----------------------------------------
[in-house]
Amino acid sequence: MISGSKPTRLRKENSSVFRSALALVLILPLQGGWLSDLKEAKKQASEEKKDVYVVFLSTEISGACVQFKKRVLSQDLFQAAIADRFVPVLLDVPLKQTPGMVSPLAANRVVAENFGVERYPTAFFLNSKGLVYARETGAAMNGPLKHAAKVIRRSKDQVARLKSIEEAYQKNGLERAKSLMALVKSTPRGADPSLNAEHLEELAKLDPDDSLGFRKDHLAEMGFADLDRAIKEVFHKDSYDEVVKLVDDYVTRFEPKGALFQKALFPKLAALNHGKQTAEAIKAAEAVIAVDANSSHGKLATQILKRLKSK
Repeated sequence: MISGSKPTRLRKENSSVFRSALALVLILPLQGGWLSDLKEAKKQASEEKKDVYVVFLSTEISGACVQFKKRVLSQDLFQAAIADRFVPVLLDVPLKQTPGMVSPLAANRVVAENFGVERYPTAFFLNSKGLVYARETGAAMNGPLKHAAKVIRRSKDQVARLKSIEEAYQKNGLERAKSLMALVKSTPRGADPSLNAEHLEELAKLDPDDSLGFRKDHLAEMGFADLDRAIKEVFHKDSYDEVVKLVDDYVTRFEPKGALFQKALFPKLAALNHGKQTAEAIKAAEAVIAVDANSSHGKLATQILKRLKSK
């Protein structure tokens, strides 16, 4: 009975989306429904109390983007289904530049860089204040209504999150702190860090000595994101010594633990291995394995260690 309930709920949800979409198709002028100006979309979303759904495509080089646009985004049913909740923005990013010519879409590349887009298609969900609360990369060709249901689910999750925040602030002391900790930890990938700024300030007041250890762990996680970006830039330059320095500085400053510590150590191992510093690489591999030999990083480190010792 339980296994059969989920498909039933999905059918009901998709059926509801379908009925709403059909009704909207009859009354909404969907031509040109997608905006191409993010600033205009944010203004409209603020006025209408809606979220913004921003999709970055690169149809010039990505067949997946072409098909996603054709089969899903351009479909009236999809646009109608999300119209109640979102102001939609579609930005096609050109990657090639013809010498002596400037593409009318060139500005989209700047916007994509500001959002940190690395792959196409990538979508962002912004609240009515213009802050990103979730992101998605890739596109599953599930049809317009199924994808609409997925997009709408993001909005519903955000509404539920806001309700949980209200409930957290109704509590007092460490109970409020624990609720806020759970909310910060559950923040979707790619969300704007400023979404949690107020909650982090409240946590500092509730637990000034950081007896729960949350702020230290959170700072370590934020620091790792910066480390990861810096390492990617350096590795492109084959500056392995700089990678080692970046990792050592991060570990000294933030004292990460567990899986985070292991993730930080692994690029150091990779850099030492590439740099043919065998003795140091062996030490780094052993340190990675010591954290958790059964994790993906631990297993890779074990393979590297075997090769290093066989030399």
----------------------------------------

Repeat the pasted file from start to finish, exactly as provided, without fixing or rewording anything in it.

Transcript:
[in-house]
Amino acid sequence: MISGSKPTRLRKENSSVFRSALALVLILPLQGGWLSDLKEAKKQASEEKKDVYVVFLSTEISGACVQFKKRVLSQDLFQAAIADRFVPVLLDVPLKQTPGMVSPLAANRVVAENFGVERYPTAFFLNSKGLVYARETGAAMNGPLKHAAKVIRRSKDQVARLKSIEEAYQKNGLERAKSLMALVKSTPRGADPSLNAEHLEELAKLDPDDSLGFRKDHLAEMGFADLDRAIKEVFHKDSYDEVVKLVDDYVTRFEPKGALFQKALFPKLAALNHGKQTAEAIKAAEAVIAVDANSSHGKLATQILKRLKSK
Repeated sequence: MISGSKPTRLRKENSSVFRSALALVLILPLQGGWLSDLKEAKKQASEEKKDVYVVFLSTEISGACVQFKKRVLSQDLFQAAIADRFVPVLLDVPLKQTPGMVSPLAANRVVAENFGVERYPTAFFLNSKGLVYARETGAAMNGPLKHAAKVIRRSKDQVARLKSIEEAYQKNGLERAKSLMALVKSTPRGADPSLNAEHLEELAKLDPDDSLGFRKDHLAEMGFADLDRAIKEVFHKDSYDEVVKLVDDYVTRFEPKGALFQKALFPKLAALNHGKQTAEAIKAAEAVIAVDANSSHGKLATQILKRLKSK
């Protein structure tokens, strides 16, 4: 009975989306429904109390983007289904530049860089204040209504999150702190860090000595994101010594633990291995394995260690 309930709920949800979409198709002028100006979309979303759904495509080089646009985004049913909740923005990013010519879409590349887009298609969900609360990369060709249901689910999750925040602030002391900790930890990938700024300030007041250890762990996680970006830039330059320095500085400053510590150590191992510093690489591999030999990083480190010792 339980296994059969989920498909039933999905059918009901998709059926509801379908009925709403059909009704909207009859009354909404969907031509040109997608905006191409993010600033205009944010203004409209603020006025209408809606979220913004921003999709970055690169149809010039990505067949997946072409098909996603054709089969899903351009479909009236999809646009109608999300119209109640979102102001939609579609930005096609050109990657090639013809010498002596400037593409009318060139500005989209700047916007994509500001959002940190690395792959196409990538979508962002912004609240009515213009802050990103979730992101998605890739596109599953599930049809317009199924994808609409997925997009709408993001909005519903955000509404539920806001309700949980209200409930957290109704509590007092460490109970409020624990609720806020759970909310910060559950923040979707790619969300704007400023979404949690107020909650982090409240946590500092509730637990000034950081007896729960949350702020230290959170700072370590934020620091790792910066480390990861810096390492990617350096590795492109084959500056392995700089990678080692970046990792050592991060570990000294933030004292990460567990899986985070292991993730930080692994690029150091990779850099030492590439740099043919065998003795140091062996030490780094052993340190990675010591954290958790059964994790993906631990297993890779074990393979590297075997090769290093066989030399």